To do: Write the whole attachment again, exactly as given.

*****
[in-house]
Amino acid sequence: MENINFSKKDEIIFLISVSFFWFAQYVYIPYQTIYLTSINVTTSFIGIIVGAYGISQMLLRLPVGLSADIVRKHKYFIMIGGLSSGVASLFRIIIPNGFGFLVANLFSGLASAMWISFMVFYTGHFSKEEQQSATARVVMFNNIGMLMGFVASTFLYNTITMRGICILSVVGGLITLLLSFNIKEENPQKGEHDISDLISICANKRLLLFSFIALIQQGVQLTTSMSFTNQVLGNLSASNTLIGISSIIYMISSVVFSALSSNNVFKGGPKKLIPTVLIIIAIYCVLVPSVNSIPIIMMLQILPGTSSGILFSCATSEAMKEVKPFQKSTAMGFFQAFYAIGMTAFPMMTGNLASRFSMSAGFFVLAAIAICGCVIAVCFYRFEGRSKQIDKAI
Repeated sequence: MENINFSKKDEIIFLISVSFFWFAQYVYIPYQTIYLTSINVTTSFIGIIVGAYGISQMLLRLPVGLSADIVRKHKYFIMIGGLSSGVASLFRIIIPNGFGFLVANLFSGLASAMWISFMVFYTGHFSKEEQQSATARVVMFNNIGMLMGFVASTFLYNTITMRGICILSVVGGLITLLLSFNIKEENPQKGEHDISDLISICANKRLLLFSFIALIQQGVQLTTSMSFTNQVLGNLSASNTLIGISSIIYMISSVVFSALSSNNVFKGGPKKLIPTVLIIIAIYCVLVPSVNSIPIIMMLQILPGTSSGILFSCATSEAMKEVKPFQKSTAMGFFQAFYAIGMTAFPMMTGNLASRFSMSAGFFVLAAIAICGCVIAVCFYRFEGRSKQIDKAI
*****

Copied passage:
[in-house]
Amino acid sequence: MENINFSKKDEIIFLISVSFFWFAQYVYIPYQTIYLTSINVTTSFIGIIVGAYGISQMLLRLPVGLSADIVRKHKYFIMIGGLSSGVASLFRIIIPNGFGFLVANLFSGLASAMWISFMVFYTGHFSKEEQQSATARVVMFNNIGMLMGFVASTFLYNTITMRGICILSVVGGLITLLLSFNIKEENPQKGEHDISDLISICANKRLLLFSFIALIQQGVQLTTSMSFTNQVLGNLSASNTLIGISSIIYMISSVVFSALSSNNVFKGGPKKLIPTVLIIIAIYCVLVPSVNSIPIIMMLQILPGTSSGILFSCATSEAMKEVKPFQKSTAMGFFQAFYAIGMTAFPMMTGNLASRFSMSAGFFVLAAIAICGCVIAVCFYRFEGRSKQIDKAI
Repeated sequence: MENINFSKKDEIIFLISVSFFWFAQYVYIPYQTIYLTSINVTTSFIGIIVGAYGISQMLLRLPVGLSADIVRKHKYFIMIGGLSSGVASLFRIIIPNGFGFLVANLFSGLASAMWISFMVFYTGHFSKEEQQSATARVVMFNNIGMLMGFVASTFLYNTITMRGICILSVVGGLITLLLSFNIKEENPQKGEHDISDLISICANKRLLLFSFIALIQQGVQLTTSMSFTNQVLGNLSASNTLIGISSIIYMISSVVFSALSSNNVFKGGPKKLIPTVLIIIAIYCVLVPSVNSIPIIMMLQILPGTSSGILFSCATSEAMKEVKPFQKSTAMGFFQAFYAIGMTAFPMMTGNLASRFSMSAGFFVLAAIAICGCVIAVCFYRFEGRSKQIDKAI